After taking delivery of the car, a reliable L88 427 engine was installed and Wintersteen went racing. Things were advancing so fast back then that the Grand Sport’s 4-year-old design was already our dated. That didn’t keep Wintersteen from having a great time. Having driven a production-based L88, he reported that the light weight of the GS dramatically changed the driving experience (and yes, the front-end lift was bad). But despite the car’s short comings as a competitive racer, Wintersteen regrets selling it.
David Donohue is a prototype racer and the son of racing legend Mark Donohue. In 2012 he drove the Action Express Racing No. 5 Corvette Daytona Prototype. Donohue explained that because the DP cars are built to deliver comparable performance, the driving and crew work are extremely competitive. For example, when he won the 24 Hours Daytona race in 2009, he was just 0.2 second ahead of the Chip Ganassi Racing Lexus driven by Juan Pablo Montoya.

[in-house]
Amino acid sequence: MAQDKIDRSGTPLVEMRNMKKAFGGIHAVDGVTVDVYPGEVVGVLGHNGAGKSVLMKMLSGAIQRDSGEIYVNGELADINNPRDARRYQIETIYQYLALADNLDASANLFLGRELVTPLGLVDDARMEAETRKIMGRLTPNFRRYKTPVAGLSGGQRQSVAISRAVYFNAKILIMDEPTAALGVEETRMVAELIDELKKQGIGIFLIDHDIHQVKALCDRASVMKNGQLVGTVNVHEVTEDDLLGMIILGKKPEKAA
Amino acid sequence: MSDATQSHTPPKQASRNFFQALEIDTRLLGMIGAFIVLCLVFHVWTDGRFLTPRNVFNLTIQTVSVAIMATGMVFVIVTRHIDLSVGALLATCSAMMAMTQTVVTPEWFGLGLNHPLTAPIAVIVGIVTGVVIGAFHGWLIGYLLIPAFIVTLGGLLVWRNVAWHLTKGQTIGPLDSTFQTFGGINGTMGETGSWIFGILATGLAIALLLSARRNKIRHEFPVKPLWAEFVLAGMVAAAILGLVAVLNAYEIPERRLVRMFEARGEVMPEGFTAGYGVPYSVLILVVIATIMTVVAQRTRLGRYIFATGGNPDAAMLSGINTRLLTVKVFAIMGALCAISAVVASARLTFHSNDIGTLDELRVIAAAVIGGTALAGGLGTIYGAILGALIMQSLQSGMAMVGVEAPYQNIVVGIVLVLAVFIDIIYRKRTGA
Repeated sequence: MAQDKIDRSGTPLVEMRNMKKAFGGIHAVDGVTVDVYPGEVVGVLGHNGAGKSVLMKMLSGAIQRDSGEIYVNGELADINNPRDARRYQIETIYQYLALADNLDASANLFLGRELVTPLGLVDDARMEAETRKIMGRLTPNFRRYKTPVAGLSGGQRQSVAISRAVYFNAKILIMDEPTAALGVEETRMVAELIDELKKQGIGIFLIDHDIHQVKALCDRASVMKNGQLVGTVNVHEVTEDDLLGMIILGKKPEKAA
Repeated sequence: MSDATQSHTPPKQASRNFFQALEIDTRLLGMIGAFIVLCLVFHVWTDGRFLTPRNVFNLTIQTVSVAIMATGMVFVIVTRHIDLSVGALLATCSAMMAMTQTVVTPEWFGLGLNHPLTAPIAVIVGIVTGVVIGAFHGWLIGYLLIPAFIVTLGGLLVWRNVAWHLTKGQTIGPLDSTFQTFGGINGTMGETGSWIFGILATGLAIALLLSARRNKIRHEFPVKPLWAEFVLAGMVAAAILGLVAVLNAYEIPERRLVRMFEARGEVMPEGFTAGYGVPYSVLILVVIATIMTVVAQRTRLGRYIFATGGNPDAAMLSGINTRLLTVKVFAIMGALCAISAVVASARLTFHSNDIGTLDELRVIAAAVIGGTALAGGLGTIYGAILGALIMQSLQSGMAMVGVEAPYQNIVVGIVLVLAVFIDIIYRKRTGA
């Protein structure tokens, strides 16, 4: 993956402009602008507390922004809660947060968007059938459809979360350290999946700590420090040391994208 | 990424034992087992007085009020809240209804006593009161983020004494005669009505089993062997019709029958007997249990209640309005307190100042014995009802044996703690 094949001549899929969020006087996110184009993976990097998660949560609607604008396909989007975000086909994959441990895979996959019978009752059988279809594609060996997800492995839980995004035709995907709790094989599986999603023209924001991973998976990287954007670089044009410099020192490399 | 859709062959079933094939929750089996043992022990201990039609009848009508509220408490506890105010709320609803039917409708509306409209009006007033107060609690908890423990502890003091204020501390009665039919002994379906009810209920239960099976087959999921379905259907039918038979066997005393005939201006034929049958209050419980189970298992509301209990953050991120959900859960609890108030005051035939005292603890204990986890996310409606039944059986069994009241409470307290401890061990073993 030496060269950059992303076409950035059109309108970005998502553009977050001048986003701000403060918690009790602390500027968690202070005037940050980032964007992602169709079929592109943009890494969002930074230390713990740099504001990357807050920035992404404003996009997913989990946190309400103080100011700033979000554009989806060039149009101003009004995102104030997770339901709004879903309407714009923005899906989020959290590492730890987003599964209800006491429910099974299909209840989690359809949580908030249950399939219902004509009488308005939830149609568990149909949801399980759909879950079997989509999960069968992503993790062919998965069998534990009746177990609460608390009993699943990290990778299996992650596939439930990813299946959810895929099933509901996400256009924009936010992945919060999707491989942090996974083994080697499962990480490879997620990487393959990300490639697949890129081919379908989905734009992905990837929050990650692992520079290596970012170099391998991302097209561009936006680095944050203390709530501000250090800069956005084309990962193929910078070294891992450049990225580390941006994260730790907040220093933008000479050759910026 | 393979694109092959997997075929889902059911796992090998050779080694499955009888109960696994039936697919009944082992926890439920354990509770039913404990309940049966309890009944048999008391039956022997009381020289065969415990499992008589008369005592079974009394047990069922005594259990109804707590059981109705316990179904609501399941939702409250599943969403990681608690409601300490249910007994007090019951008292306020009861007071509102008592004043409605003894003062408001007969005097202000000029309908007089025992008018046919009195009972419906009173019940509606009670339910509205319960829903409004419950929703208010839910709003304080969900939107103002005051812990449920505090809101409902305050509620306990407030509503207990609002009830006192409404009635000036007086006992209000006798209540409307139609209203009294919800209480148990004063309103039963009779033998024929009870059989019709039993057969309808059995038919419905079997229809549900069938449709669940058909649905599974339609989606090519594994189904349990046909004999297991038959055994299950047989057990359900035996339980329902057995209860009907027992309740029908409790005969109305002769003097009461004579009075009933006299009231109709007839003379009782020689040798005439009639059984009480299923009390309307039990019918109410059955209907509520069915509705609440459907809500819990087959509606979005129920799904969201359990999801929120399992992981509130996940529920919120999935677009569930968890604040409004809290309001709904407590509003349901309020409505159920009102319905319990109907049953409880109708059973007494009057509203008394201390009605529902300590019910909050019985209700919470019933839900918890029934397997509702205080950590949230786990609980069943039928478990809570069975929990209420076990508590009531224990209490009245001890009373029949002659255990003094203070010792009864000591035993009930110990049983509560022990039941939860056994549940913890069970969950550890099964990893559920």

Questions from the audience of more than 150 were wide ranging. Wintersteen was asked why he didn’t use the all-aluminum 377 engine in his Grand Sport. His answer was pretty basic: “I just wanted a bloody reliable, powerful, and fun car with lots of grunt.”
Someone else asked Fehan why ALMS cars have fixed wings, rather than movable wings like the F1 cars. “Is technology being restricted by rules?” he wondered.
“Our objective is to create a series that attracts pride and passion for the customer, so cars have to have production relevance,” explained Fehan.
Wintersteen offered some historical perspective, adding, “I had a drag-reduction program when I was racing the Grand Sport, [so] I just ducked my head down a little bit.”
Another audience member wondered how difficult it had been to keep the Corvette Racing program alive following the GM bankruptcy.
“[GM] had eight or nine racing programs; only two survived,” replied Fehan. “NASCAR took a 50 percent budget cut, but the Corvette Racing budget was untouched. The return-on-investment for Corvette Racing is the best in the company.”